until next time, i remain

Wednesday, November 15, 2000

Ringside Shadows #152: Smacked Down from Section 208

Just as I'd mentioned in my last post, I attended last night's Smackdown! tapings and plan to deal with them in relative depth here this evening. If you're the kind of person that delights reading the spoilers in their entirety, feel secure that I do the same. My work, class and personal schedule doesn't really allow me to catch Smackdown on a regular basis, and I'd just as soon read the results as watch them. If you're against the idea of spoilers as a whole, I can understand where you're coming from as well. Just understand that you'll probably want to wait until late Thursday evening to read this post. Don't say you haven't been warned...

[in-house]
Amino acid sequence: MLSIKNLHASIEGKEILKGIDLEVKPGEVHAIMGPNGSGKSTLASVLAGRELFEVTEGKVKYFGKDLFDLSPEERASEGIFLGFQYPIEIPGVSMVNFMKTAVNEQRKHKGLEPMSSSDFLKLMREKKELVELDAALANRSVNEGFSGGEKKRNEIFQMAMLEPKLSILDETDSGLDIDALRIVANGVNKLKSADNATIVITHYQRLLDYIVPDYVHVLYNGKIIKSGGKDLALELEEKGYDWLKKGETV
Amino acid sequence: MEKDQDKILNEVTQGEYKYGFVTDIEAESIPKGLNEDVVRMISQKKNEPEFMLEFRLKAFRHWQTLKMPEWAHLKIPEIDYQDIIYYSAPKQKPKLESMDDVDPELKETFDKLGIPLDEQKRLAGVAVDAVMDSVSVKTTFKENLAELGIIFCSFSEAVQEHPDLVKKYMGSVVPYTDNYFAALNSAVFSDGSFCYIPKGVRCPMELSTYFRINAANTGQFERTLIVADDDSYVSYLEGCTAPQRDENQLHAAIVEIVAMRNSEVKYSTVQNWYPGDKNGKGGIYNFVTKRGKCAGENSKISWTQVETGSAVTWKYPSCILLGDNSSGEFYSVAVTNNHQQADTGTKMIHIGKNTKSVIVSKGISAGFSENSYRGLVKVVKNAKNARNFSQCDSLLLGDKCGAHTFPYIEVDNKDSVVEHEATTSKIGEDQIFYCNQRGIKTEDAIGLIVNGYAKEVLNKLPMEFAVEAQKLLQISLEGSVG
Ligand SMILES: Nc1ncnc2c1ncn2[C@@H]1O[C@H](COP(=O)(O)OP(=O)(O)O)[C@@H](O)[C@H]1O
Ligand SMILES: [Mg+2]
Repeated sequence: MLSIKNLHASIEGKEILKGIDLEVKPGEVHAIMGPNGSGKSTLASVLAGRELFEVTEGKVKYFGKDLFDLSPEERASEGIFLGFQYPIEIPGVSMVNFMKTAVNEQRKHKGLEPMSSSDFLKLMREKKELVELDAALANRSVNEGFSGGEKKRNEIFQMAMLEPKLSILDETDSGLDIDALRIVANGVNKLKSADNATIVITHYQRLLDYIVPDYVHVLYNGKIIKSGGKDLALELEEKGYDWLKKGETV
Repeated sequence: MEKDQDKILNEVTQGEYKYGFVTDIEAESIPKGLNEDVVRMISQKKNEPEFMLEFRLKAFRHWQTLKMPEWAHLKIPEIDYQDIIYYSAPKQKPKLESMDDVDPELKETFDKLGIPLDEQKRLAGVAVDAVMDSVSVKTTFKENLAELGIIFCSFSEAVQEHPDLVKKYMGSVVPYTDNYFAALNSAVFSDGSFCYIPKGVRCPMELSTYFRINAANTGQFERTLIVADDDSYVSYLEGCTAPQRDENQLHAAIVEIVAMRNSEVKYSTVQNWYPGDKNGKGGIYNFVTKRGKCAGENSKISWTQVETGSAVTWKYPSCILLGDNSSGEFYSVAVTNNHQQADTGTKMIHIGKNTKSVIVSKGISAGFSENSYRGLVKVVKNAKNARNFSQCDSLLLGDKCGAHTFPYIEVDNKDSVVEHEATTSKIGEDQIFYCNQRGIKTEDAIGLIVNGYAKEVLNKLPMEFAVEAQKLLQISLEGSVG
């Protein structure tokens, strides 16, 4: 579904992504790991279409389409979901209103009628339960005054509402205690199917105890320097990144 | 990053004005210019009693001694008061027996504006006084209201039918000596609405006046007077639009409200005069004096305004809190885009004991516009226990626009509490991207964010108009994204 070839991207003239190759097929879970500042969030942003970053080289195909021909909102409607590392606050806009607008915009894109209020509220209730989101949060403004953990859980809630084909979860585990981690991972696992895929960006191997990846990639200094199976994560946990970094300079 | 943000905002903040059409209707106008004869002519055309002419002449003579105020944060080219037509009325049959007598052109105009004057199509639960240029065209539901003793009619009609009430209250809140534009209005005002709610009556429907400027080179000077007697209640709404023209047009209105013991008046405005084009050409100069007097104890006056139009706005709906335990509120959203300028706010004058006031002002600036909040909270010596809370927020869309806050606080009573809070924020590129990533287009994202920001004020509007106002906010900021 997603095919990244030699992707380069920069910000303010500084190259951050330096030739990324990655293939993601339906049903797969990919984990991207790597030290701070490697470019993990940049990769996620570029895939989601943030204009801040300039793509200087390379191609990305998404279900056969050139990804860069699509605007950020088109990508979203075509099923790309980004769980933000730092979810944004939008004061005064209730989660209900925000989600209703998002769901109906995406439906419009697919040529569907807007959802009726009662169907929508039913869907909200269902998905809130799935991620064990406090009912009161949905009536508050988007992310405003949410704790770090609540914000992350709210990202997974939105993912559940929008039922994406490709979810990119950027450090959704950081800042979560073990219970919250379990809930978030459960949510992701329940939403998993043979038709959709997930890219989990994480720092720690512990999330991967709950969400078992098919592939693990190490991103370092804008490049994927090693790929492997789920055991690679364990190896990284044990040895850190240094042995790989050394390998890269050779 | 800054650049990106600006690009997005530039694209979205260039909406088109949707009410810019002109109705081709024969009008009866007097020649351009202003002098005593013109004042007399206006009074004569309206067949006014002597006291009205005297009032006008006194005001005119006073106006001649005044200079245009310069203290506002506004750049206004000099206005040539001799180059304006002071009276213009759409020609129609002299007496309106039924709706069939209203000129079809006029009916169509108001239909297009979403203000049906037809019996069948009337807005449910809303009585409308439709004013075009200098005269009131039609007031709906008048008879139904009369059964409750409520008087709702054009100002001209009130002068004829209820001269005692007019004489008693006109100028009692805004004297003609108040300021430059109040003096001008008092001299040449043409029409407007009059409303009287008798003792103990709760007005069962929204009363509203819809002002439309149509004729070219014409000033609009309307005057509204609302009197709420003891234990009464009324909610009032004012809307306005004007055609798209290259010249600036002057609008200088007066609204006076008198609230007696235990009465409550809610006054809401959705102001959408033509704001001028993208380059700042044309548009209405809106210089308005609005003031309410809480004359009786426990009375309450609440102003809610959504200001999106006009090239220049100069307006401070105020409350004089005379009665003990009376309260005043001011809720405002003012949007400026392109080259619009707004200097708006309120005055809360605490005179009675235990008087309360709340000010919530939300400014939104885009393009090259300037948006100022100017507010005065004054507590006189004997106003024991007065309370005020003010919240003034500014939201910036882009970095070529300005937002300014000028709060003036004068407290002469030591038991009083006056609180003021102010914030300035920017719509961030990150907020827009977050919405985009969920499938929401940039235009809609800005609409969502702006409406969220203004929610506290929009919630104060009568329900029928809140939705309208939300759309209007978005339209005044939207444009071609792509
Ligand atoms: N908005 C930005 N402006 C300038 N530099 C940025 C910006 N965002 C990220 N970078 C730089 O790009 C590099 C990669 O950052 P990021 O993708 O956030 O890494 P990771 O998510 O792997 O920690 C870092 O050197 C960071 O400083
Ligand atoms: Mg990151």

So yes, I was among the screaming masses at this past Tuesday's big Smackdown! / HeAt tapings in Indianapolis. As the last televised event(s) before this year's Survivor Series card, I'd figured we'd see a bit of last second angle development alongside a solid match or two, and I wasn't let down. I made the voyage with my girlfriend, roommate, and Chris, a reader that I met moments before we hit the road. The ride was smooth, yet uneventful and we arrived at the arena with about half an hour to spare. While Chris went off to find a scalper with reasonable prices, (after all, scalping is legal here in balmy Indianapolis) the remaining duo and I stepped into the arena to find the first of several unpleasant surprises to come throughout the evening.